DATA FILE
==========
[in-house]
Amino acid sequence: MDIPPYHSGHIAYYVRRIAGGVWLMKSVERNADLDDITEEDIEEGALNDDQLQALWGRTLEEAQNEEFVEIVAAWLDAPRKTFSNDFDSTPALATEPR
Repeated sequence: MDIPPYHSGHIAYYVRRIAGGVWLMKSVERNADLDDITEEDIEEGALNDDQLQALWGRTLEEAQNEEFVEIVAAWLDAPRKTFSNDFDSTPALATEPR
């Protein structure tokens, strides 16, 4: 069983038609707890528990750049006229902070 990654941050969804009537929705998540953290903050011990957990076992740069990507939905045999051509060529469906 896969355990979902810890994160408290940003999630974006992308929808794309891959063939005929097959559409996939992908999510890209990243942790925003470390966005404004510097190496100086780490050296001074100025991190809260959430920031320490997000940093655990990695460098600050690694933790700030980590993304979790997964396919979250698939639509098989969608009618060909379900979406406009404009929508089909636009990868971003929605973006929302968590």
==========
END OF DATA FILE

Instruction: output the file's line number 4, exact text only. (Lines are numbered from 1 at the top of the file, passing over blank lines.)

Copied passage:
């Protein structure tokens, strides 16, 4: 069983038609707890528990750049006229902070 990654941050969804009537929705998540953290903050011990957990076992740069990507939905045999051509060529469906 896969355990979902810890994160408290940003999630974006992308929808794309891959063939005929097959559409996939992908999510890209990243942790925003470390966005404004510097190496100086780490050296001074100025991190809260959430920031320490997000940093655990990695460098600050690694933790700030980590993304979790997964396919979250698939639509098989969608009618060909379900979406406009404009929508089909636009990868971003929605973006929302968590």